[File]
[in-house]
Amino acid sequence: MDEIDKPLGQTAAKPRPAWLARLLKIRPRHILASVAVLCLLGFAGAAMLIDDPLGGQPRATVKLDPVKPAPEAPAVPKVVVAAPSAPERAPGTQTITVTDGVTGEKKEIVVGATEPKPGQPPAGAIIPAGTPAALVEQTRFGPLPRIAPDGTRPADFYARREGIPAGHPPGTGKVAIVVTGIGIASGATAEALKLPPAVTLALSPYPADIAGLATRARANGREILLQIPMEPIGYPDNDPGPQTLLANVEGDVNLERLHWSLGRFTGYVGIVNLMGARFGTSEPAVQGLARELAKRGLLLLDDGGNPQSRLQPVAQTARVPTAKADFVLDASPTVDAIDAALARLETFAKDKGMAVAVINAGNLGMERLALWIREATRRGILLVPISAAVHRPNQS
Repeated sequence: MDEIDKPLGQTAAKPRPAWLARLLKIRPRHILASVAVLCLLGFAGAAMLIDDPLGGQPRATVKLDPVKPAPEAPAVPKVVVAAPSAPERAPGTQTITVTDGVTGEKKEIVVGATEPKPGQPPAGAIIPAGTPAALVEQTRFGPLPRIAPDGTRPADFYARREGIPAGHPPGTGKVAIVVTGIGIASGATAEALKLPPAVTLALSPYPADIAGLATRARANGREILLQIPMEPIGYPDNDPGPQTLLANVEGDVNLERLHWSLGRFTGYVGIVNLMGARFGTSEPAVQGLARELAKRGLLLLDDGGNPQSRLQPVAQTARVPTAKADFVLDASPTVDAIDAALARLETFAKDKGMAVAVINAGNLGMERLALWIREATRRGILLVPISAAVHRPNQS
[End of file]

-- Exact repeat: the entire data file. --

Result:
[in-house]
Amino acid sequence: MDEIDKPLGQTAAKPRPAWLARLLKIRPRHILASVAVLCLLGFAGAAMLIDDPLGGQPRATVKLDPVKPAPEAPAVPKVVVAAPSAPERAPGTQTITVTDGVTGEKKEIVVGATEPKPGQPPAGAIIPAGTPAALVEQTRFGPLPRIAPDGTRPADFYARREGIPAGHPPGTGKVAIVVTGIGIASGATAEALKLPPAVTLALSPYPADIAGLATRARANGREILLQIPMEPIGYPDNDPGPQTLLANVEGDVNLERLHWSLGRFTGYVGIVNLMGARFGTSEPAVQGLARELAKRGLLLLDDGGNPQSRLQPVAQTARVPTAKADFVLDASPTVDAIDAALARLETFAKDKGMAVAVINAGNLGMERLALWIREATRRGILLVPISAAVHRPNQS
Repeated sequence: MDEIDKPLGQTAAKPRPAWLARLLKIRPRHILASVAVLCLLGFAGAAMLIDDPLGGQPRATVKLDPVKPAPEAPAVPKVVVAAPSAPERAPGTQTITVTDGVTGEKKEIVVGATEPKPGQPPAGAIIPAGTPAALVEQTRFGPLPRIAPDGTRPADFYARREGIPAGHPPGTGKVAIVVTGIGIASGATAEALKLPPAVTLALSPYPADIAGLATRARANGREILLQIPMEPIGYPDNDPGPQTLLANVEGDVNLERLHWSLGRFTGYVGIVNLMGARFGTSEPAVQGLARELAKRGLLLLDDGGNPQSRLQPVAQTARVPTAKADFVLDASPTVDAIDAALARLETFAKDKGMAVAVINAGNLGMERLALWIREATRRGILLVPISAAVHRPNQS